My main bugbear is the sheer volume of characters who look like they should be great company are just a walking spending spree with nothing to actually say. I blame the internet. Do people beyond PR folks looking for a quick fix buy into this cliquey bullshit? Judging by the ad spends and traffic, I guess they do. Camo shorts, beards, Dirty Bucks, beards and no fucking depth will get you far in life, but this uniform look masquerading as individuality is a solitary placket detail away from Ed Hardy douchebaggery. There seems to be a lot of mileage in guides on how to wear ties by people who don’t need to wear ties. If you slavishly follow that stuff, then you’re part of the problem. Fuck your blog.

2. You Still Give a Fuck About Blog Mentions?

It’s nice to be recognised, but there’s got to be a bigger aim for your brand, site or “steez” than a mention on a blog that’s got you at page 3 by 6pm. Aim higher. Blogs are hungry for information so they might mention your product — there’s more product out there to counter that increased appetite, so it’s flattering to be featured. Shit, it might even drift through Tumblr for a few weeks too. But you can murmur about longtails all day long, but you’d still probably get more lasting attention if you hired a town crier. Of course, if your product is exciting enough to elicit the holy click through, cool, but if you’ve ever been featured, count those clicks to your page and try to calculate how that can be profitable before you start doing the Carlton on amphetamines dance. There’s at least 20 more things covered extensively that day that will drown out your product and create the equivalent of white noise (beige pixels?) that’s impossible to differentiate between. Step your game up and brands paying for online PR need to be more vigilant of the byproduct of blog mentions. Brands need to be a little more flexible if a leak happens too – that’s better handled if you employ people who know their stuff rather than a legion of jobsworths who are clueless enough to crumble and demand deletions when a smarter solution would suffice.

3. Everyone’s a Social Media Expert and Brand Consultant

I like stuff but it doesn’t make me qualified to consult on things. I drink several glasses of water a day, but I’ll be damned if I understand what water is made up of — I’m guessing it’s atoms or some shit — so why does time spent relentlessly tweeting a prop-hunting list of @ brands or names after everything you do with the same thirst that I approach those pints of H2O make you some kind of social media guru? It makes you look lame. Same goes for hashtag hunger. There’s far more to social media than being a gobshite.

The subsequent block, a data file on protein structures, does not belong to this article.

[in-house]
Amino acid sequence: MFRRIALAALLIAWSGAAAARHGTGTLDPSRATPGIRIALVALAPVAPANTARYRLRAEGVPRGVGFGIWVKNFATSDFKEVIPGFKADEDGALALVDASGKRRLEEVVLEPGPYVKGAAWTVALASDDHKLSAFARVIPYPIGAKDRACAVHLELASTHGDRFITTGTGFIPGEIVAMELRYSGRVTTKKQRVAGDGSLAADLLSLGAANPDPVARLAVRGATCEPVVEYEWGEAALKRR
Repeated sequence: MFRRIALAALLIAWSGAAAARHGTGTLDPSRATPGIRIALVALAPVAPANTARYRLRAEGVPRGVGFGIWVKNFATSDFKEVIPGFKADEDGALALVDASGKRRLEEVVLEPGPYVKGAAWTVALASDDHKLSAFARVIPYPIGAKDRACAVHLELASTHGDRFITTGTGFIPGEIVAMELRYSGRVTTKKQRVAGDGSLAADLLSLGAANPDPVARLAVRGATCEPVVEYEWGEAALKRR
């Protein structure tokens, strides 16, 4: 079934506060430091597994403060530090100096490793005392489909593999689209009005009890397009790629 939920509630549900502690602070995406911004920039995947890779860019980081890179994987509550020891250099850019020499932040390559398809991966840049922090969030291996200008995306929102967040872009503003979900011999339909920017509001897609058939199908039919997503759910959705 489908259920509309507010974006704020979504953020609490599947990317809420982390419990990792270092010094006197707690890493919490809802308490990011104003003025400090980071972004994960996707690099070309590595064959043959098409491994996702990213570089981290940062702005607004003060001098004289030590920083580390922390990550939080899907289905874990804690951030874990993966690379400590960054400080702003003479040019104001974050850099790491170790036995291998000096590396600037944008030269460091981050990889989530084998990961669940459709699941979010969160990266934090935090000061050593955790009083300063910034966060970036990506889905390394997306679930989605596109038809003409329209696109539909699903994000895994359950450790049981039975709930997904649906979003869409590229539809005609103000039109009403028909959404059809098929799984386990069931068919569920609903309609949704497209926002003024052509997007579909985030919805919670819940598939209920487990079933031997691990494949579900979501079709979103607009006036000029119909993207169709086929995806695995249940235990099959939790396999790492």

Brands using emoticons, an explosion of exclamation marks and offering incentives (“Help us reach 1000 followers and we’ll suck you off!”) to amass a freeloading army probably isn’t creating the most useful groups of contacts from a commercial perspective. Once you go wack, you never go back. Bringing some person in to tell you that you should do what some other brand did earlier that year is also the fast track to tedium. The internet might seem like the Old West, but that’s no excuse for hiring cowboys. It’s good to hire people who are passionate about the product rather than some dead-eyed buffoon hunting “experience” but sift a little more and you’ll find capable people with an interest too.

4. Do You Still Care About Collaborations?

For some reason, tired, tiered collaboration systems still hold weight. You can collaborate with blogs and they’ll give you more considerable coverage or with a credible brand or store that gives you some cool by proxy, but it’s been the plague of the last decade. Who still pitches in full-scale collaboration projects that water down what adidas did with the early incarnation of Consortium or Nike’s first experiments with AF1 city packs? Some brands still go for it, but it’s more beige pixels on the blogs. Collaboration apathy — collapathy if you’re looking for a twatty buzzword — means the only stuff that grabs attention is the stuff that makes sense and at least feels like a passion product. Forced product with Vimeo videos where every partner looks deeply unenthusiastic are terrible. At their best, collaborations were an interesting way to pay respects, bring in external expertise for fresh perspective or seek outside assistance on what couldn’t be realised internally. At their worst they’re those things you don’t even click “after the jump” for more images.

5. Your Lookbook is Terrible

Skinny dudes with side partings walking around a park in Obey hats, Vans Eras and chinos! Now I hate your store even more. And that Penfield lookbook of the cheery couple? Lame. If you haven’t got an original idea for your showcase of styles, don’t bother. Lay them flat on the ground. Maybe you can put them on a tramp or something if you need a model. Every store seems to hold the same homogenous collection of brands and demand from imagination free dudes who still have the gall to look down on Superdry is at an all time high. Hire a proper photographer while you’re at it, and spare us the behind-the-scenes of the preview of the video of the lookbook too.